There is, of course, more than one way to set-up a successful football team which is why it seems so long since Norwich City played with two proper wingers.

The Paul Lambert era was built on the foundations of a diamond midfield and making Wes Hoolahan the focal point of the attack meant that employing wide men wasn’t Lambert’s preferred option.

James Maddison has emerged as the heir to Hoolahan’s creative Canary throne and that’s meant Josh Murphy has found himself having to be a square peg in a round hole at times this season.

He looks much more comfortable playing wide than through the middle as a striker but has been a willing runner in the latter role this season when Daniel Farke has demanded it.

The dilemma facing the German head coach at the moment is that Norwich look more likely to solve their obvious goalscoring problems when they play with the 4-2-3-1 system employed against Reading but they’ve looked much more solid defensively when the three amigos of Hanley, Zimmermann and Klose have been played together in central defence.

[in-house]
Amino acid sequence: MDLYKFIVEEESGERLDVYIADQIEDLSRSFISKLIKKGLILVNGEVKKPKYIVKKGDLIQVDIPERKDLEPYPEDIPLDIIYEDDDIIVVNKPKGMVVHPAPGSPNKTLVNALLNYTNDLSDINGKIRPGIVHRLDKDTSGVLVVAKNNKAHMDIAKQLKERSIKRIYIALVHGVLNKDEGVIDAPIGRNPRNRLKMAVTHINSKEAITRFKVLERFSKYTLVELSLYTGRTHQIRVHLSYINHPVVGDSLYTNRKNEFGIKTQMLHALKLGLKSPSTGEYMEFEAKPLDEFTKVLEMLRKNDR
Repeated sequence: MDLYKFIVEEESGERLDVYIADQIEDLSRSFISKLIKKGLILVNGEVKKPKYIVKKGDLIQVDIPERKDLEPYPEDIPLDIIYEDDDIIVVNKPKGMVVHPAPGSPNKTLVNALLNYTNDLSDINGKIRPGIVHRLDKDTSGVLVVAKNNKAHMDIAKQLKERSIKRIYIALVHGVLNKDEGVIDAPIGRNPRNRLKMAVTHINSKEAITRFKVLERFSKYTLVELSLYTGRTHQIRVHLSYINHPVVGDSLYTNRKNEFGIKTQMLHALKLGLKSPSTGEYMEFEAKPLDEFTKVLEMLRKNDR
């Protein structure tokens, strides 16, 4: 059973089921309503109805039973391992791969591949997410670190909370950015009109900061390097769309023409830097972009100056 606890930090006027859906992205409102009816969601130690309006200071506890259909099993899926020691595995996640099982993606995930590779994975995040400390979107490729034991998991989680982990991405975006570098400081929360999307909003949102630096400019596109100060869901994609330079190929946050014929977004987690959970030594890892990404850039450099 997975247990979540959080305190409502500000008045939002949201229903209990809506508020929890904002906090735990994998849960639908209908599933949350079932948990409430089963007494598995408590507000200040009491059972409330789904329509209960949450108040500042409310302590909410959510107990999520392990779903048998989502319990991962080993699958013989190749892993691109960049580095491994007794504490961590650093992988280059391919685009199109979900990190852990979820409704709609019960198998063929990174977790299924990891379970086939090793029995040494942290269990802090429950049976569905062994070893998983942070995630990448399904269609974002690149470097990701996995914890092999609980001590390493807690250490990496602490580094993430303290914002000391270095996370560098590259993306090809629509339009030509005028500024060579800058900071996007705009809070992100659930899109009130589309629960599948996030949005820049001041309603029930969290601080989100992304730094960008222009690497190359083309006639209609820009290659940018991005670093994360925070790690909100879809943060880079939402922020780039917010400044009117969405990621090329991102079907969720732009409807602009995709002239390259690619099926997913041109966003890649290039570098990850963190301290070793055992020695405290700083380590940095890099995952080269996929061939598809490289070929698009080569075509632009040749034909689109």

That formation means the wide roles have to be fulfilled by more disciplined players with Jamal Lewis, Ivo Pinto and Harrison Reed excelling there since Christmas as Norwich became a much tougher side to beat.

The only way of having the three centre backs and two wingers would be to play a 3-4-3 with the wingers either side of a centre forward.

That means playing without what is known in the modern game as ‘a number 10’ and so Maddison would have to be played in somewhere other than his best position and if anyone deserves to have a team built around him it his City’s stand out performer this season.

At least the option to play with proper wingers now exists for Norwich. Josh Murphy and Onel Hernandez may still have work to do on improving the consistency of their end product but the early signs are promising and we may have found players who can bring fans to their feet almost as often as Dale Gordon, Ruel Fox or Darren Huckerby did.

Frank Farke

When Daniel Farke was appointed as Norwich City head coach last May I promised myself that I would never make creative mileage out of having a German manager.